Justice News

Attorney General William P. Barr Delivers Remarks at the 2020 National Religious Broadcasters Convention
Nashville, TN
United States
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Wednesday, February 26, 2020

Remarks as Prepared for Delivery

Craig, I appreciate the kind introduction.  You have dedicated your career to advancing law and faith in an era when so many of our country’s influential institutions seek to undermine both, particularly religion.  I thank you for your tireless work to counter this trend.  I know that those here, and millions of the faithful across America and around the world, appreciate it too.

Good afternoon, everyone.  It is wonderful to be in Nashville, and I am deeply honored to be with you at such an important gathering. 

We live at a time when religion – long an essential pillar of our society – is being driven from the public square.  Thank God we have the National Religious Broadcasters (NRB) to counter that effort.  Since its creation in 1944, it has reached, and continues to reach, people from all backgrounds on a variety of platforms. 

Your members courageously affirm that entertainment and moral education are not mutually exclusive.  You have boldly shown that media can serve higher ends: the safeguarding of faith as well as the cultivation of the classical virtues of the mind and heart that maintain our republican experiment in self-governance.  As such, NRB’s members offer an alternative and essential platform for believers and non-believers alike.

Now, I trust that everyone has noticed the current intensity and pervasiveness of politics in our lives.  It has infiltrated and overtaken nearly every aspect of life: sports, entertainment, apparel, technology – of course, religion too – even our eating habits.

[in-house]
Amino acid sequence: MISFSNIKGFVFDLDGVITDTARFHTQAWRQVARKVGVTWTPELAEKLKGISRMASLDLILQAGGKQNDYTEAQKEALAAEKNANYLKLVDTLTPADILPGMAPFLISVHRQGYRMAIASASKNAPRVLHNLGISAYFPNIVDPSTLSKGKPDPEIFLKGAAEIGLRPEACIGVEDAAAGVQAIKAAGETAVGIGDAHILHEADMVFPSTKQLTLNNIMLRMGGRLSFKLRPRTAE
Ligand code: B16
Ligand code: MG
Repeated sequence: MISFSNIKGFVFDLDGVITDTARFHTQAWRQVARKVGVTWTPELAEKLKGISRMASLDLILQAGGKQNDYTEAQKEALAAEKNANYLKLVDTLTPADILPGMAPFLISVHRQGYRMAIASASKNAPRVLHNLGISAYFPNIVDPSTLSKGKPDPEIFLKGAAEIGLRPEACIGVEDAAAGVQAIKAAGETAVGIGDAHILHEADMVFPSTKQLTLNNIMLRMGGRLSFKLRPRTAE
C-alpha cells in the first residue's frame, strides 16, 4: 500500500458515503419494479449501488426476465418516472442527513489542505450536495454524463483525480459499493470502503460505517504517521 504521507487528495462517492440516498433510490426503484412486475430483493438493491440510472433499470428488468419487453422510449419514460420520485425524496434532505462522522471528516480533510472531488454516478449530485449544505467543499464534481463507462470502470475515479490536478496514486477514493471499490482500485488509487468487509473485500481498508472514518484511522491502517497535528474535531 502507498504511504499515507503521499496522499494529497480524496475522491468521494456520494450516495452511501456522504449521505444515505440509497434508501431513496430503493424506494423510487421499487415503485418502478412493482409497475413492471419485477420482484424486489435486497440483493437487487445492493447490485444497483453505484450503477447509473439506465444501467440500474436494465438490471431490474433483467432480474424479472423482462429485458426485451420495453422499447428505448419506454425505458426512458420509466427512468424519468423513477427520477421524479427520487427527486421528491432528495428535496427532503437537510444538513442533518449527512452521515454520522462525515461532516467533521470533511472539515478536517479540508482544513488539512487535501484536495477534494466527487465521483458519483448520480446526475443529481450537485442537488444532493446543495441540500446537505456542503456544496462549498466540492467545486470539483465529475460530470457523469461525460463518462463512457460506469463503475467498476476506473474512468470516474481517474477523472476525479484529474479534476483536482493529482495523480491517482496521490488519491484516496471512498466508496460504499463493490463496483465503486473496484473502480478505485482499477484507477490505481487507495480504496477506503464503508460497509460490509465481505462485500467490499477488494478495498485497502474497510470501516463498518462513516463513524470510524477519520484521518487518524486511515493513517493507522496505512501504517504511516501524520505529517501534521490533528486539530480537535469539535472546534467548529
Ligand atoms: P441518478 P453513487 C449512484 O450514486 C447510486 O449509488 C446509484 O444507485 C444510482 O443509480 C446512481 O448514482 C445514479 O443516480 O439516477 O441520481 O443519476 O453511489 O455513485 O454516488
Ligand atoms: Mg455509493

Politics is everywhere.  It is omnipresent.  Why is that?

It seems to me that the passionate political divisions of today result from a conflict between two fundamentally different visions of the individual and his relationship to the state.  One vision undergirds the political system we call liberal democracy, which limits government and gives priority to preserving personal liberty.  The other vision propels a form of totalitarian democracy, which seeks to submerge the individual in a collectivist agenda.  It subverts individual freedom in favor of elite conceptions about what best serves the collective. 

In my view, liberal democracy has reached its fullest expression in the Anglo-American political system.  This system is responsible for unprecedented human freedom and progress.  We providentially enjoy its blessings today.

The wellsprings of this system are found in Augustinian Christianity.  According to St. Augustine, man lives simultaneously in two realms.  Each individual is a unique creation of God with a transcendent end and eternal life in the City of God.  We are created to love our Creator in this world and become united with him in eternity.  As Augustine writes in his Confessions, “You have made us for yourself, O Lord, and our heart is restless until it rests in you.” 

At the same time, while we work toward our eternal destiny, we live in the temporal world – the City of Man.  But this world is a fallen one.  Man is stubbornly imperfect and prone to prey upon his fellow man.  Unless there is a temporal authority capable of restraining the wicked – an authority with power here on earth – the wicked men would overwhelm the good ones and there could be no peace.

In the ancient Greek tradition, the state was a positive moral agency whose purpose was to define for men what was good and make them so.  Augustinian Christianity sharply departed from that conception.  It saw the state as a necessary evil, with the limited function of keeping the peace here on earth.